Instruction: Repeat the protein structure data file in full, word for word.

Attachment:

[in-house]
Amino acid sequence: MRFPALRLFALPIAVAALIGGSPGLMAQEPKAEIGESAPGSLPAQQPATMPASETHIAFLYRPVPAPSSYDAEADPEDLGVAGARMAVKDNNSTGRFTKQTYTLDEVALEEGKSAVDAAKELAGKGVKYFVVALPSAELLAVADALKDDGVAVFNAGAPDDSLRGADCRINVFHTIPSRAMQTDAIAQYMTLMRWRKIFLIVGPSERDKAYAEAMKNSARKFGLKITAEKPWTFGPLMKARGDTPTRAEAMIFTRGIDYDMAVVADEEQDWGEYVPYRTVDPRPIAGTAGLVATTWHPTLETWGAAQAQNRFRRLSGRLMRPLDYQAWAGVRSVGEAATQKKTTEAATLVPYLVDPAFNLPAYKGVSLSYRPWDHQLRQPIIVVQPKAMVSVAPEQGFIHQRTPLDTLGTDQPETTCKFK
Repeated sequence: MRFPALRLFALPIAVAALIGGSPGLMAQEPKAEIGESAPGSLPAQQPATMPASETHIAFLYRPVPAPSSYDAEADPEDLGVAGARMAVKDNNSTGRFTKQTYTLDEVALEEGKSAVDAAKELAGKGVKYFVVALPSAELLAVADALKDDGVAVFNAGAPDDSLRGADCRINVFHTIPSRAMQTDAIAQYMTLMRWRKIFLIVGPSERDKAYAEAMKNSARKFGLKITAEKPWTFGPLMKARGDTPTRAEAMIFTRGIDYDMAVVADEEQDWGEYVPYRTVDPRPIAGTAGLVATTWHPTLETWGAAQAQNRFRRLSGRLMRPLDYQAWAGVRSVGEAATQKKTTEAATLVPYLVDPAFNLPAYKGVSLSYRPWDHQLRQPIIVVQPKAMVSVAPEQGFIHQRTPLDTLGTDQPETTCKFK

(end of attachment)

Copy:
[in-house]
Amino acid sequence: MRFPALRLFALPIAVAALIGGSPGLMAQEPKAEIGESAPGSLPAQQPATMPASETHIAFLYRPVPAPSSYDAEADPEDLGVAGARMAVKDNNSTGRFTKQTYTLDEVALEEGKSAVDAAKELAGKGVKYFVVALPSAELLAVADALKDDGVAVFNAGAPDDSLRGADCRINVFHTIPSRAMQTDAIAQYMTLMRWRKIFLIVGPSERDKAYAEAMKNSARKFGLKITAEKPWTFGPLMKARGDTPTRAEAMIFTRGIDYDMAVVADEEQDWGEYVPYRTVDPRPIAGTAGLVATTWHPTLETWGAAQAQNRFRRLSGRLMRPLDYQAWAGVRSVGEAATQKKTTEAATLVPYLVDPAFNLPAYKGVSLSYRPWDHQLRQPIIVVQPKAMVSVAPEQGFIHQRTPLDTLGTDQPETTCKFK
Repeated sequence: MRFPALRLFALPIAVAALIGGSPGLMAQEPKAEIGESAPGSLPAQQPATMPASETHIAFLYRPVPAPSSYDAEADPEDLGVAGARMAVKDNNSTGRFTKQTYTLDEVALEEGKSAVDAAKELAGKGVKYFVVALPSAELLAVADALKDDGVAVFNAGAPDDSLRGADCRINVFHTIPSRAMQTDAIAQYMTLMRWRKIFLIVGPSERDKAYAEAMKNSARKFGLKITAEKPWTFGPLMKARGDTPTRAEAMIFTRGIDYDMAVVADEEQDWGEYVPYRTVDPRPIAGTAGLVATTWHPTLETWGAAQAQNRFRRLSGRLMRPLDYQAWAGVRSVGEAATQKKTTEAATLVPYLVDPAFNLPAYKGVSLSYRPWDHQLRQPIIVVQPKAMVSVAPEQGFIHQRTPLDTLGTDQPETTCKFK